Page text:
Lord Bingham’s final principle requires compliance by the state with its obligations in international law, as in national law. The most pressing reason for compliance by states with international law is the sheer necessity of their doing so, since states, alone, cannot adequately provide for the needs of their citizens.31 In the important journey towards trustworthy ASI, the principles of the rule of law must form a clear set of international laws with mandatory application to all nations and parties involved in the development and use of AI. The recent European Commission’s proposal to lay down harmonised rules on AI and amending certain EU legislations to that effect is certainly a much welcome step in this direction.32
There are significant challenges in regulating liability arising from AI harms, especially due to complications such as human-in-the-loop situations, AI ‘black-boxes’, and the inherent limitations of AI systems that preclude them from being assigned legal personhood. Despite these challenges, the promise of AI to create and promote colossal universal good is also significant, as is the frightening prospect of inadvertently creating an unfriendly ASI.
It is asserted that a good starting point towards the regulation of trustworthy AI systems is Lord Bingham’s principles of the rule of law. These principles should form the backbone of the greater efforts to create a comprehensive suite of international laws with mandatory application to all, underpinning our effort to develop trustworthy AI systems. The 17th century philosopher Baruch Spinoza stated that the law is the mathematics of freedom33 - in the fight against the ‘weapons of math destruction’34 the only ammunition we have in our arsenal is the rule of law.
 Rashida Richardson, Jason Schultz, Kate Crawford, ‘Dirty Data, Bad Predictions: How Civil Rights Violations Impact Police Data, Predictive Policing Systems, and Justice’ (2019) 94 New York University Law Review 192 < https://papers.ssrn.com/sol3/papers.cfm?abstract_id=3333423 > accessed 6 February 2021.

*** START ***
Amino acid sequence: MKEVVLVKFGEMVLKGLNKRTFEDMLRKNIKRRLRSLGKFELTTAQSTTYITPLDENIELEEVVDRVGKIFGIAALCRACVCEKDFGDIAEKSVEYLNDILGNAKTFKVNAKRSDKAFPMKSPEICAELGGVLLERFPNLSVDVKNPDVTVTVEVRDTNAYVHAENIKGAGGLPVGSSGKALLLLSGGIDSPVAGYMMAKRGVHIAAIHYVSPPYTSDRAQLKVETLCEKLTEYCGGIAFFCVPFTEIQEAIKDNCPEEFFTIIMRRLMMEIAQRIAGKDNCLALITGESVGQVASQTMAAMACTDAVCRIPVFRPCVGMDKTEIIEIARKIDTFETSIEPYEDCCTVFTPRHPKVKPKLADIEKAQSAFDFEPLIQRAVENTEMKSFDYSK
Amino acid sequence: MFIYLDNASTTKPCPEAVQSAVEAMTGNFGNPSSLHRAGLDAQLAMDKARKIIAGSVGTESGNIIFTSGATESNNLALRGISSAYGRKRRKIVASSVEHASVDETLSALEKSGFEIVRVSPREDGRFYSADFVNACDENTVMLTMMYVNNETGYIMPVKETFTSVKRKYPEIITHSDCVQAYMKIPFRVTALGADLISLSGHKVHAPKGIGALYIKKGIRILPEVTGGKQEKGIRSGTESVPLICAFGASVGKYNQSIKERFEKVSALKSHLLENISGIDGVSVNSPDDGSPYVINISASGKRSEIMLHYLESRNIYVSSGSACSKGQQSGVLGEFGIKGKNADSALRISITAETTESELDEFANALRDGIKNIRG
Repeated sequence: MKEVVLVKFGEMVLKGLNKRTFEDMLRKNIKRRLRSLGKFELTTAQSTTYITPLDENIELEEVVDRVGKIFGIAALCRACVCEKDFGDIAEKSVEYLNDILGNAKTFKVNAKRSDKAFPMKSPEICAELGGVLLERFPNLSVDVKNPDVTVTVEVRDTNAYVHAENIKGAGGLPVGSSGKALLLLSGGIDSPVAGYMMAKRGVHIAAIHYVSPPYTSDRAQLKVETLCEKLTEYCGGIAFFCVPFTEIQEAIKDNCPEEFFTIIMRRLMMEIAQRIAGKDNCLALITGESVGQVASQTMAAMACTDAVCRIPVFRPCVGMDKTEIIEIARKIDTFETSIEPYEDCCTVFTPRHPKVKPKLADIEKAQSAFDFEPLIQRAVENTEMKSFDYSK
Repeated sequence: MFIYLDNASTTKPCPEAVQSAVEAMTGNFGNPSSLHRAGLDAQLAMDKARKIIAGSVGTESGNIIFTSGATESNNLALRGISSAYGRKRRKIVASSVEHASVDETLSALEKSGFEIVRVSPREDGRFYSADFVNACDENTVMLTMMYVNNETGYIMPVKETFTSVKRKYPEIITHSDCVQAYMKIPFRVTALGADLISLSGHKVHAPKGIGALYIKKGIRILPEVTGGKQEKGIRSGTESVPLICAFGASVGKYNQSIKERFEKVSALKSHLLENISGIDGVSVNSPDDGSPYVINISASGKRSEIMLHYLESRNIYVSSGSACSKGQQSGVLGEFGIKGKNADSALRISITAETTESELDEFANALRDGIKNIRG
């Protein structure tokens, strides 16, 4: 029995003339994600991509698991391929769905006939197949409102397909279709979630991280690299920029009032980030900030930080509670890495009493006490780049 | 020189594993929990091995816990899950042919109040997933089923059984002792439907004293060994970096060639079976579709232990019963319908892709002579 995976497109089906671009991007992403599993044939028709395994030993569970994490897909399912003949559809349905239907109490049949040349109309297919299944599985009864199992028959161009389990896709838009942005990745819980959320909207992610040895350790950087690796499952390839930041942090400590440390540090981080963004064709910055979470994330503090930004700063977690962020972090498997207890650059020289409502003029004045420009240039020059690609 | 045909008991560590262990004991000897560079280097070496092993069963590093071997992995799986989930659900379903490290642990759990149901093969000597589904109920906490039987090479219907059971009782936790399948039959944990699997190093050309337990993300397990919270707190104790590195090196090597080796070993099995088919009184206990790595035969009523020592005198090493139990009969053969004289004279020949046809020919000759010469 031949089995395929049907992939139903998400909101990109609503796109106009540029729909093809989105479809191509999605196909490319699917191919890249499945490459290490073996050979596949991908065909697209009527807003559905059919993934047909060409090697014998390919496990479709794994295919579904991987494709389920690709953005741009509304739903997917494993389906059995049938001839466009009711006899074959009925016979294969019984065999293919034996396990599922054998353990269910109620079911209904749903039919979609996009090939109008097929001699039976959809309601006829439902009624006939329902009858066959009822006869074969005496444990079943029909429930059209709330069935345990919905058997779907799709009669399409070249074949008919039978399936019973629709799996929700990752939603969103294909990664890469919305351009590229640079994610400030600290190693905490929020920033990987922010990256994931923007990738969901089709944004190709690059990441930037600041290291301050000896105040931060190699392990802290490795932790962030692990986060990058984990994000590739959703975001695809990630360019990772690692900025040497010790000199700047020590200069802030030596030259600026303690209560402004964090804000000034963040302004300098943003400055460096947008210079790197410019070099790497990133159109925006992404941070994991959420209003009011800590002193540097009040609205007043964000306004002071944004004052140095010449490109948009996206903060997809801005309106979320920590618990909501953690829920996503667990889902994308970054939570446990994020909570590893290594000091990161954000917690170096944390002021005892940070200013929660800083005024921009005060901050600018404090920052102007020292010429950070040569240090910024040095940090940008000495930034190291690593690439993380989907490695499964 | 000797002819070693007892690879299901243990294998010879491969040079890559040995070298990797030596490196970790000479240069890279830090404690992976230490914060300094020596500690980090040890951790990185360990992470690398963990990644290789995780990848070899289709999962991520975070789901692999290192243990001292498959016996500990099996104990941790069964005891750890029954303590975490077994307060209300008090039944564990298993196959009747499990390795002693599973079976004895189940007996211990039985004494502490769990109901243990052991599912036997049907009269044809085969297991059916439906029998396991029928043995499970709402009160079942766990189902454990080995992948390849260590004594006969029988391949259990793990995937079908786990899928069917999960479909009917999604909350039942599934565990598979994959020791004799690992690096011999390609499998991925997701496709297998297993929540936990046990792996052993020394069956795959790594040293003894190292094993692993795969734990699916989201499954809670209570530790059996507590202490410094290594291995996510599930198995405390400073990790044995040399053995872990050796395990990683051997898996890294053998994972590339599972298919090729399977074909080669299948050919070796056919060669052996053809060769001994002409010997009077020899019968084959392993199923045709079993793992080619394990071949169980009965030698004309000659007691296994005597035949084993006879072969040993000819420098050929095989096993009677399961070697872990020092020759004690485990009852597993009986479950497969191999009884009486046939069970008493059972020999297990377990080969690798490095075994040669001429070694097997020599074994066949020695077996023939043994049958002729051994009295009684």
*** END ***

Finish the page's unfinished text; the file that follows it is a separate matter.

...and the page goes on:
Nicholas Confessore, ‘Cambridge Analytica and Facebook: The Scandal and the Fallout So Far’ The New York Times (4 April 2018) < https://www.nytimes.com/2018/04/04/us/politics/cambridge-analytica-scandal-fallout.html > accessed 9 March 2021.
 Tom Bingham, The Rule of Law (Penguin, 2010).
 Frank Pasquale, The Black Box Society: The Secret Algorithms that Control Money and Information (Harvard University Press, 2015) 3-4.
 Lorrie Cranor, ‘A Framework for Reasoning about the Human in the Loop’ (UPSEC, 2008) < http://perma.cc/JA53-8AL8 > accessed 6 February 2021.
 Michael Laris, ‘Tempe Police Release Video of Moments before Autonomous Uber Hit Pedestrian’ (Washington Post Online, 21 March 2018) < http://www.washingtonpost.com/ > accessed 6 January 2021.
 Mark A. Lemley and Bryan Casey, ‘Remedies for Robots’ (2019) 86(5) The University of Chicago Law Review 1311, 1332.
 Kate Crawford and Jason Schultz, ‘AI Systems as State Actors’, (2019) 119(7) Columbia Law Review 1941, 1947.
 Rebecca Wexler, ‘Life, Liberty, and Trade Secrets: Intellectual Property in the Criminal Justice System’ (2018) 70 Stanford Law Review 1343, 1349-50.
 Rachel Metz, ‘Microsoft’s Neo-Nazi Sexbot was a Great Lesson for Makers of AI Assistants’ (MIT Technology Review, 2018) < http://perma.cc/D3DH-CLEM > accessed 31 January 2021.
 Immanuel Kant, The Metaphysics of Morals (Cambridge University Press, 1996) 223.
 John Locke, ‘Of Identity and Diversity’ in An Essay Concerning Human Understanding (Project Gutenberg) < http://www.gutenberg.org/cache/epub/10615/pg10615.html > accessed 6 February 2021.